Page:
Just how important are tailored resumes, squeaky clean social media profiles and comprehensive cover letters? We asked employers* to share – and you might be surprised at their answers.
When you’re applying for a job, there’s no shortage of advice about what you should and shouldn’t do. SEEK research finds many strongly held beliefs about what employers are looking for actually aren’t quite right.
So, let’s bust five myths about what employers want from a resume.
Myth 1: It’s creepy or weird to be creative with your resume
Most of us want to impress a potential employer, but that can mean we play it safe with our resumes. But did you know going out on a limb creatively can be a good thing?
Our research finds while most of us like to stick to tradition, more than half of employers say they love it when job seekers do something creative to catch their attention.
Making a video resume is a creative idea that appeals to some employers. Our research also finds calling to follow up on an application, or asking to speak to the manager when delivering your resume are other methods potential employers appreciate.
Truth: More than half of employers love it when job seekers do something creative to catch their attention.
Myth 2: It’s essential to tailor your resume and cover letter
If there’s anything that’s been drummed into us when we’re looking for work, it’s that we absolutely must tailor our cover letter and resume to suit a particular role. While most of us think we have to do this (71%), the truth is only 50% of potential employers will skip past resumes if they haven’t been tailored.
And perhaps surprisingly, only 30% of employers would skip past resumes that don’t have a cover letter.
While cover letters aren’t vital to all, career coach Leah Lambart from Relaunch Me does recommend them. “You can stand out in the recruitment process by writing a cover letter that shows some of your specific personality traits and interests rather than just writing a cover letter highlighting generic skills,” she says.
Truth: Half of employers will still consider a resume if it hasn’t been tailored and only 30% would skip a resume if it didn’t have a cover letter.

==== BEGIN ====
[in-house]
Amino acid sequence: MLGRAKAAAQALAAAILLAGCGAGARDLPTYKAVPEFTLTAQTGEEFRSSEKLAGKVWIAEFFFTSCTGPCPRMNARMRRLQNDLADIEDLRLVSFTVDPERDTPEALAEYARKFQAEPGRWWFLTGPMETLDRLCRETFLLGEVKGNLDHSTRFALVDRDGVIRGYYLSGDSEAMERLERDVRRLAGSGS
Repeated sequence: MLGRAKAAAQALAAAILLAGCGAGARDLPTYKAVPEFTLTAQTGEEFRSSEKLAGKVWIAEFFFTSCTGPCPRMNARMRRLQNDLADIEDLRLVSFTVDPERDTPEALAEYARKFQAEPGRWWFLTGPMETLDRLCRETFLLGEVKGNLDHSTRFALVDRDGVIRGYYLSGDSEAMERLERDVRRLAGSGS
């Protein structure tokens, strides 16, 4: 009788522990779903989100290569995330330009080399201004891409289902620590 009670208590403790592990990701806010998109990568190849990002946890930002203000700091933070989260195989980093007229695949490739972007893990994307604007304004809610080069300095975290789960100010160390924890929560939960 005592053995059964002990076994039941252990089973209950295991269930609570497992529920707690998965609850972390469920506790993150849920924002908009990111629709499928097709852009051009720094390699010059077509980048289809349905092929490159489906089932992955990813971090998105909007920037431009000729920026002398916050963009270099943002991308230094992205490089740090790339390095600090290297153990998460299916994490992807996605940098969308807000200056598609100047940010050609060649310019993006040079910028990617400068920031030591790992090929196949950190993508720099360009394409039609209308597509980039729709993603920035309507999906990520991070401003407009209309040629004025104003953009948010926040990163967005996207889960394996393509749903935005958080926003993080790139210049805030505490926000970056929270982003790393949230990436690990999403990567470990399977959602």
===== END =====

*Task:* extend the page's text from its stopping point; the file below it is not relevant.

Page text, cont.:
Myth 3: The longer your resume, the better
You may have enough experience to fill four pages, but the majority of employers(79%) prefer short, one- to two-page resumes.
The key, Lambart says, is a brief resume with enough content for an employer to make a decision. “Highlight your transferable skills, a snapshot of your experience in a table format and then details for two or three of your most relevant positions,” she says. “Ensure the content is achievement-focused rather than listing every responsibility and task you’ve ever completed.”
Truth: Employers prefer short resumes (1-2 pages).
Myth 4: It doesn’t matter what my resume looks like
Looks do matter when it comes to resumes – 85% of those involved in the recruitment process agree a well-presented resume is more likely to catch their attention.
“A well-presented and formatted resume is a must,” Lambart says. “It must be easy to read with plenty of white space between sections and have a consistent font throughout. The document needs to be easy to follow in regards to career history and key skills need to be easily identified.”
Truth: A well-presented resume is very important to potential employers.
Myth 5: Employers always look at your social media
While most of us (80%) think employers are viewing our social media accounts, the truth is only 60% actually are. So how deep do we need to go with cleaning up our profiles?
Lambart says it can be important to audit your social media posts for specific industries. “For some roles, such as sales, it is important to be well connected, so it’s likely your online presence will be reviewed to see your connections and whether you are as social and outgoing as you say,” Lambart says.
Truth: Just over half of potential employers will look at your social media profiles.
It can be challenging to figure out what to include in your resume, and which parts to pay extra attention to. But by understanding what potential employers really want to see, you can put your best foot forward and increase your chances of landing your next role.
AU Source: Independent research conducted by Nature on behalf of SEEK. Interviewing 4800 Australians annually